Hill, K. M., Jonnalagadda, S. S., Albertson, A. M., Joshi, N. A., & Weaver, C. M. (2012). Top food sources contributing to vitamin D intake and the association of ready-to-eat cereal and breakfast consumption habits to vitamin D intake in Canadians and United States Americans. Journal of Food Science, 77(8), H170-5. https://doi.org/10.1111/j.1750-3841.2012.02787.x
Hill KM, et al. Top Food Sources Contributing to Vitamin D Intake and the Association of Ready-to-eat Cereal and Breakfast Consumption Habits to Vitamin D Intake in Canadians and United States Americans. J Food Sci. 2012;77(8):H170-5. PubMed PMID: 22747906.
* Article titles in AMA citation format should be in sentence-case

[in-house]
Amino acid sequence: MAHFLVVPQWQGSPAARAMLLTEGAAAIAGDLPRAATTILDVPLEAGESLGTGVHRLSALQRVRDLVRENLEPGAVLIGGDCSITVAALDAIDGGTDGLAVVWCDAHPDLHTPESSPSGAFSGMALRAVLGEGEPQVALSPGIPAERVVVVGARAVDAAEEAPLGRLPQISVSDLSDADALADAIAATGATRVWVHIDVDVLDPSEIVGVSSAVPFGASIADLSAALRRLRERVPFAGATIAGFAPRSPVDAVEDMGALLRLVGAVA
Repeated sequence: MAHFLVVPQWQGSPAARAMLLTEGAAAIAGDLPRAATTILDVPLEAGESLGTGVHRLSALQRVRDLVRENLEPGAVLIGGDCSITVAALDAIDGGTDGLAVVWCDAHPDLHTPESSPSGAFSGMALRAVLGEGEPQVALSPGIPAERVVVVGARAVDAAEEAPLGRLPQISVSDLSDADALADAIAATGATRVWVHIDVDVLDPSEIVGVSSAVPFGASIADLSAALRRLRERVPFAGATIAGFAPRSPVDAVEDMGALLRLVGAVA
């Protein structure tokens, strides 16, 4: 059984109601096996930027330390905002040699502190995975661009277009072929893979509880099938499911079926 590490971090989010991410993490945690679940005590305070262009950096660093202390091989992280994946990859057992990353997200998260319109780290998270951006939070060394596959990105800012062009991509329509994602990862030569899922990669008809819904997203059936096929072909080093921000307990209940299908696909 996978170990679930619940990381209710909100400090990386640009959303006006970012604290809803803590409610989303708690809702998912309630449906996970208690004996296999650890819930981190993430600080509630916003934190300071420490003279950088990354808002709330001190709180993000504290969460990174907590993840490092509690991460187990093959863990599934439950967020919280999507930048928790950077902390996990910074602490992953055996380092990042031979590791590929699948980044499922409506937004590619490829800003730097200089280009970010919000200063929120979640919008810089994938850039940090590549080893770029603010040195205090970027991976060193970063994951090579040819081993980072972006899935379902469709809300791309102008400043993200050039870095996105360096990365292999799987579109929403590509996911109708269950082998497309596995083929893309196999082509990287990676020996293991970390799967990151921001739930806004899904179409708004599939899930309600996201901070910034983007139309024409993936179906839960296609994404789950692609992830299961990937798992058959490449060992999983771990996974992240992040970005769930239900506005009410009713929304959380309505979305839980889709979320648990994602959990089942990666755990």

TY - JOUR T1 - Top food sources contributing to vitamin D intake and the association of ready-to-eat cereal and breakfast consumption habits to vitamin D intake in Canadians and United States Americans. AU - Hill,Kathleen M, AU - Jonnalagadda,Satya S, AU - Albertson,Ann M, AU - Joshi,Nandan A, AU - Weaver,Connie M, Y1 - 2012/07/02/ PY - 2012/7/4/entrez PY - 2012/7/4/pubmed PY - 2012/12/12/medline SP - H170 EP - 5 JF - Journal of food science JO - J Food Sci VL - 77 IS - 8 N2 - UNLABELLED: This study aimed to determine dietary vitamin D intake of U.S. Americans and Canadians and contributions of food sources to total vitamin D intake. Total of 7- or 14-d food intake data were analyzed for vitamin D by a proprietary nutrient assessment methodology that utilized food intake data from the Natl. Eating Trends(®) service, portion size data from NHANES 1999-2004, and nutrient values using the Univ. of Minnesota's Nutrition Data System for Research software. Study participants were 7837 U.S. Americans and 4025 Canadians, ≥2-y-old males and females. The main outcome measures were total dietary vitamin D intake, percent contribution of foods to total vitamin D intake, and vitamin D intake by cereal and breakfast consumption habits. ANOVA was used to determine differences in means or proportions by age and gender and according to breakfast consumption habits. Mean vitamin D intake ranged from 152 to 220 IU/d. Less than 2% of participants in all age groups from the United States and Canada met the 2011 Recommended Daily Allowance (RDA) for vitamin D from foods. Milk, meat, and fish were the top food sources for vitamin D for both Americans and Canadians. Ready-to-eat (RTE) cereal was a top 10 source of vitamin D for Americans but not Canadians. Vitamin D intake was higher with more frequent RTE cereal and breakfast consumption in both countries, largely attributable to greater milk intake. PRACTICAL APPLICATION: Most U.S. Americans and Canadians do not meet the 2011 Inst. of Medicine recommended daily allowance (RDA) for vitamin D for their age groups from foods. Increasing breakfast and cereal consumption may be a useful strategy to increase dietary vitamin D intake to help individuals meet the RDA for vitamin D, particularly by increasing milk intake. However, it is likely that additional food fortification or vitamin D supplementation is required to achieve the RDA. SN - 1750-3841 UR - https://www.unboundmedicine.com/medline/citation/22747906/Top_food_sources_contributing_to_vitamin_D_intake_and_the_association_of_ready_to_eat_cereal_and_breakfast_consumption_habits_to_vitamin_D_intake_in_Canadians_and_United_States_Americans_ L2 - https://doi.org/10.1111/j.1750-3841.2012.02787.x DB - PRIME DP - Unbound Medicine ER -